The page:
5) Bonus pool a bit more spare than usual this year? And you are a top performer? (of course!) Ask for more vacation time, or a higher job grade. In big corporations that go by job grade, it might mean a higher bonus at year end or more stock options, if not more salary.

4) Don’t wait until review time to ask your boss how they thing you are doing and what you could do to move up the career path faster? Be sure and have in mind what your career goals are, but if you have an idea of where you’d like to be, your boss is the one to help you get there. What do you think they talk about on that golf course?

3) When negotiating for a new position – go to a source like salary.com and really find out what that position pays in your neck of the woods. Then let them know you’ve done your homework. It can be presented in a very professional way (as all of this should obviously) but let them know that you know what the position should pay. Unfortunately, when I started in my field over a decade ago, I had not done this, and when a male was brought in over me with no experience, after I had been told everyone had to start where I had started, I was livid and asked my boss why. His response was that this new man had a family to feed! Now while that might be unusual, and I hope you never hear that, if I had known from the start what the position was worth before I accepted, that might not have happened to me.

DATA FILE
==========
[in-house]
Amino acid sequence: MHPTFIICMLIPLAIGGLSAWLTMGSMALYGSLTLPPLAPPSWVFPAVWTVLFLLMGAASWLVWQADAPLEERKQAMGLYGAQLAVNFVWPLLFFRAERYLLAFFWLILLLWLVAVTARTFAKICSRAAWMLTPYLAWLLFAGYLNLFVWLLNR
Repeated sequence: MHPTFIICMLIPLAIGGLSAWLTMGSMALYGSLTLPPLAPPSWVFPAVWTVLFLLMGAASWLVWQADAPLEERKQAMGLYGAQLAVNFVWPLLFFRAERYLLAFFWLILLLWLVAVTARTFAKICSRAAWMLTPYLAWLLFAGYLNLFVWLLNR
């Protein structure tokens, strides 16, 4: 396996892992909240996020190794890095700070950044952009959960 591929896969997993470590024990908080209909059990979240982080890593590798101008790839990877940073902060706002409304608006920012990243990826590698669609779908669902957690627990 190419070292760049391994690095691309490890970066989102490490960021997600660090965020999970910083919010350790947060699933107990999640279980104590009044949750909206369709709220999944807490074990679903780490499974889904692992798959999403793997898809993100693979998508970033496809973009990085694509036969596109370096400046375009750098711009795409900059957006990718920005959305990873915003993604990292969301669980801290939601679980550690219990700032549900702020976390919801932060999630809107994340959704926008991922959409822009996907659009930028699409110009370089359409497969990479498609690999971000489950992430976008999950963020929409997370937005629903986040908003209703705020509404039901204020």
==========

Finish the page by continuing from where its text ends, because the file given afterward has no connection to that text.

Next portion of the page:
2) Don’t back down on negotiations – remember EVERYTHING is negotiable. Also remember, the first person who speaks LOSES in a negotiation. Don’t fidget, hold your ground, with maybe just a tiny hint of a smile. Keep it friendly. But if you know your worth, don’t back down.

1) It’s OK to say no! If the job isn’t offering what you know you can get, go ahead and say, “I’m sorry, but that is just not in the range of what my skill-set is worth or what I can get in the marketplace.” I’ve actually had negotiations jump over fifty thousand dollars in my favor using that mindset. But you have to really be ready to walk. If it is not right, don’t take it thinking that you will eventually change their mind. I’ve known many women who tried that only to be disappointed years later when it never came into fruition.

It’s all about confidence in who you are, what you can do, and how well you do it! So, go out and ASK for it!